Crews are set to remove an additional 550 metres of the Squamish Spit this month.
The Squamish River Watershed Society has told The Squamish Chief that it has received all the necessary permitting to begin the second phase of the Central Estuary Restoration Project, or CERP.
The project’s goal is to dismantle the Spit so that premature salmon can access the Estuary, where they can grow strong enough before venturing into the deep waters of Howe Sound.
Up until the removal of the berm, the Spit blocked access to the Estuary, funnelling fingerlings out into Howe Sound before they could become strong enough to survive those harsher conditions.
The Spit was built in the 1970s for industry, and, since then, salmon numbers have significantly diminished. It’s the hope of conservationists that removing the structure will contribute to the recovery of the fish.
So far, conservationists have removed 300 metres of the Spit, and this next phase will build on that work.
On Feb. 10, a spokesperson for the Squamish River Watershed Society, which is spearheading this initiative, told The Squamish Chief that if all goes according to plan, this next phase of removal will start in just over a week.
Patricia Heintzman said that over the next couple of days, crews will start grading the road leading to the removal site to make it accessible to heavy machinery. The society will also be meeting with other affected parties, such as Squamish Terminals.
“The plan is to take out the remaining 550 metres to the yellow gate,” said Heintzman.
Under their permit, they are allowed to work until mid-May, but they hope to finish the work before that.
One major concern that has been dogging the project has been whether the removal of the Spit will result in sediment build-up at Squamish Terminals.
One theory has been that the berm has been shielding the port from the sediment building up at the end of the river. This has been observed closely by both the CERP team and the port.
Back in November, the terminals noted initial findings from one of its studies found “significant increase in sedimentation rates in the West Berth” of the port.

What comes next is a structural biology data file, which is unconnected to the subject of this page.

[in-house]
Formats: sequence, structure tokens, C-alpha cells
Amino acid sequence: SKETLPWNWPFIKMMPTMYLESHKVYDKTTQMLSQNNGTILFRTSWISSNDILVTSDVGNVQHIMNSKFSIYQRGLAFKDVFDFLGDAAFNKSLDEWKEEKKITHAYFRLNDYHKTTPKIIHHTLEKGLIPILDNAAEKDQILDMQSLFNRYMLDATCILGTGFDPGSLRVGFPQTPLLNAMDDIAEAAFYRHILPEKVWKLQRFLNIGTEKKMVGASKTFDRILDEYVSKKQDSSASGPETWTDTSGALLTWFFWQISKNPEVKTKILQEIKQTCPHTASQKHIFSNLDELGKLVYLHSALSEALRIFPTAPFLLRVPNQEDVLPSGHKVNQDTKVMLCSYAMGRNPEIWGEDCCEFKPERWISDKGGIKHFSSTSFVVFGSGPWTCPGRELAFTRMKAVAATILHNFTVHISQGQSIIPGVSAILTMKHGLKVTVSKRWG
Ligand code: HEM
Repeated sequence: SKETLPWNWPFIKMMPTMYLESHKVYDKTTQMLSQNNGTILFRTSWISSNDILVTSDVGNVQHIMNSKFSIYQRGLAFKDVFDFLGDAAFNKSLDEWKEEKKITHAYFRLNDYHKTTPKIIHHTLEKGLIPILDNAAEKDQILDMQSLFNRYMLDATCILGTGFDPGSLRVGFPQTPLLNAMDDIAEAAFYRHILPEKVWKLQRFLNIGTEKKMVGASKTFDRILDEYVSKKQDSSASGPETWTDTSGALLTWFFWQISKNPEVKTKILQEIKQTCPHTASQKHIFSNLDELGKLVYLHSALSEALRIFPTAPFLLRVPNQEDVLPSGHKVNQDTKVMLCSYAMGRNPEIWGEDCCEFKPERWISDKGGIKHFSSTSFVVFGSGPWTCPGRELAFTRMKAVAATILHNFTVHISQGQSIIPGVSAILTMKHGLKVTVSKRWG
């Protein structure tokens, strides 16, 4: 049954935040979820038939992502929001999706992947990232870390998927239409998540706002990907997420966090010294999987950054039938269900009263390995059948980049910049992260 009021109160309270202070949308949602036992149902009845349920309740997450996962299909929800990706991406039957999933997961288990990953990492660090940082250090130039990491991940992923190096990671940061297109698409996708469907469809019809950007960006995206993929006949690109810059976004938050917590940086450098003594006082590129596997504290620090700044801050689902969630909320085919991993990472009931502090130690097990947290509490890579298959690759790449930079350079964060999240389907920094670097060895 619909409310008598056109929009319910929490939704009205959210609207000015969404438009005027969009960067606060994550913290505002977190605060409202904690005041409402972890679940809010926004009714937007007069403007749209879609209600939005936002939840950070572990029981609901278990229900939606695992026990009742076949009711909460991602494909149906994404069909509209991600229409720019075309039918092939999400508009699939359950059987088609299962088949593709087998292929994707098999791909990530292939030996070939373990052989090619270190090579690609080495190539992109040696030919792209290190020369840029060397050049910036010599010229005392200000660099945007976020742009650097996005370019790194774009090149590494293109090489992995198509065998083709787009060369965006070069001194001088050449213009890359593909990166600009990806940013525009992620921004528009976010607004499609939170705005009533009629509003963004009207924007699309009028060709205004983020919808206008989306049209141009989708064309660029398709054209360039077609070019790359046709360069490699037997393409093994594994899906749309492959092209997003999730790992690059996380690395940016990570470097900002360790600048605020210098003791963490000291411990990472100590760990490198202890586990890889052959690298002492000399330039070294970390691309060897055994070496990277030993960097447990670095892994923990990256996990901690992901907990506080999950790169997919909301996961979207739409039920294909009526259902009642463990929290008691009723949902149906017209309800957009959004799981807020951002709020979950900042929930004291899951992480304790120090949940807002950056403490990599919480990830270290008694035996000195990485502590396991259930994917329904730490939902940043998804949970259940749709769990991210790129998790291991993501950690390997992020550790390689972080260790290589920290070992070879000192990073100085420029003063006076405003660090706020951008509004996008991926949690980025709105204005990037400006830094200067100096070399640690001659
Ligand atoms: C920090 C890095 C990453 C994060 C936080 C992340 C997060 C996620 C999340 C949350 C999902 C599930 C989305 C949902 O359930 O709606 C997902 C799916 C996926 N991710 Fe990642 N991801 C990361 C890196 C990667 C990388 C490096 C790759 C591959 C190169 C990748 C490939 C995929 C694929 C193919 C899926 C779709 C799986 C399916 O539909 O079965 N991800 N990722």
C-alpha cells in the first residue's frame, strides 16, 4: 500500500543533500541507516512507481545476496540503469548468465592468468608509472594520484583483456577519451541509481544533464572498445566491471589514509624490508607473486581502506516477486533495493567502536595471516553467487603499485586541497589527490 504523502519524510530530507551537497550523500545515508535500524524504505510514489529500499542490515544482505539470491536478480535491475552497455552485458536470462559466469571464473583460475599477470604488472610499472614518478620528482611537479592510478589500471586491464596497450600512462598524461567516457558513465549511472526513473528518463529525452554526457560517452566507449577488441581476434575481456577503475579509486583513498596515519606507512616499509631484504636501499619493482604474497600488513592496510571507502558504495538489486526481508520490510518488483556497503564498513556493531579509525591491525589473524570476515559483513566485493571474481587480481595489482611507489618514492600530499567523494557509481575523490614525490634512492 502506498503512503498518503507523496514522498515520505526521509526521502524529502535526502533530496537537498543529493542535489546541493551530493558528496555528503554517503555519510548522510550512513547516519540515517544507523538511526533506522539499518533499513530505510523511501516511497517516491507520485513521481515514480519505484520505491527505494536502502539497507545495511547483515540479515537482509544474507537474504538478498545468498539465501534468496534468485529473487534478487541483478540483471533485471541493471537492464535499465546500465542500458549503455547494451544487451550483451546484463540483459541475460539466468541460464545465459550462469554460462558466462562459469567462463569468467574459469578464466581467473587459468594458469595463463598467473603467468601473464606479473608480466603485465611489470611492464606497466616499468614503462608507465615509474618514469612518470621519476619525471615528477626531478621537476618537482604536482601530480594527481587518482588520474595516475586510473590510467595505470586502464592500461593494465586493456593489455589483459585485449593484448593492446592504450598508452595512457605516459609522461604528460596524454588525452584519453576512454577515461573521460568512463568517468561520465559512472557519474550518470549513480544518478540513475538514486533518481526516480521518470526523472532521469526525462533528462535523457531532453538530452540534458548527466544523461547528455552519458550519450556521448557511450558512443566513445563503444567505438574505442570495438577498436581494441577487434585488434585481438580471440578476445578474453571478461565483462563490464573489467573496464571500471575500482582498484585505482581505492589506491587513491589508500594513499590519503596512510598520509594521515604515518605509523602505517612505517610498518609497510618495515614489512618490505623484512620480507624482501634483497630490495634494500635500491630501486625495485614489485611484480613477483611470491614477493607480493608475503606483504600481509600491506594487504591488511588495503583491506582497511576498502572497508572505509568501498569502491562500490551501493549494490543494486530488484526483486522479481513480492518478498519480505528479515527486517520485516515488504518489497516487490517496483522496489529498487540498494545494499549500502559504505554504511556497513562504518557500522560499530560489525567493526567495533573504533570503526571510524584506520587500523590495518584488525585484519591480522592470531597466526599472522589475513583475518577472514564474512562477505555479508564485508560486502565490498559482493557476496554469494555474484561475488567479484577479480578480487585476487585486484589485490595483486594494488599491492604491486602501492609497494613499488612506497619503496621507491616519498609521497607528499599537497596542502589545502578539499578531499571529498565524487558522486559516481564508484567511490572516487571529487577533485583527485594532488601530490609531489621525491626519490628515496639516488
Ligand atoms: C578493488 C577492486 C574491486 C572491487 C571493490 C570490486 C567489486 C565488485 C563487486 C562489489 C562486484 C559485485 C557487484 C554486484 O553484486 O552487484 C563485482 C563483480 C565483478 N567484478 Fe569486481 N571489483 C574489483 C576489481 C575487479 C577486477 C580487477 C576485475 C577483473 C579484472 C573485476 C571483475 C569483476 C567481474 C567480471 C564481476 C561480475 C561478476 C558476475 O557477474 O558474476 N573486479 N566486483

This has been a cause for concern, as Squamish Terminals does not want to incur the significant costs that would come with additional dredging.
At the moment, both CERP and terminals continue closely monitoring the situation.
When speaking about the latest phase of the Spit removal, Squamish Terminals’ new general manager, Nick Knight, issued a written statement to The Squamish Chief.
“The build-up of any sediment in our navigation channel remains a concern for Squamish Terminals to ensure ongoing safety of navigation,” wrote Knight. “We continue work with all parties and monitor as Phase 2 of the Spit removal project begins.”
On the other hand, Heintzman said that there is a solution.
She said the Fisheries and Oceans Canada, or DFO, is offering to offset any negative impacts the project has on the port.
“They're basically the guarantor, if you want to call it that,” said Heintzman. “So, if there's any negative impact on the terminals, DFO will figure out what it is and how to mitigate.”
The Squamish Chief asked Fisheries and Oceans to confirm this.
In response, DFO sent a written statement.
"During permitting for the second phase of this project, Fisheries and Oceans (DFO) committed to ensuring monitoring of the project specifically in relation to sedimentation that could occur," reads the message from spokesperson Dan Bate.
"DFO did not specifically commit to dredge sediment build-up, but rather to work with Transport Canada and the Province of B.C. to identify mitigation to address any detrimental sedimentation effects resulting from the project. It should be noted that DFO’s assessments have shown that the likelihood of this occurrence is low."
The Sḵwx̱wú7mesh Úxwumixw (Squamish Nation) noted that the next phase of removal is a continuation of the plan, but declined to offer any further remarks.
Like during the previous phase of removal, people will still have access to the Estuary trails, but the will not be allowed on the area of the Spit that’s being dismantled, Heintzman said.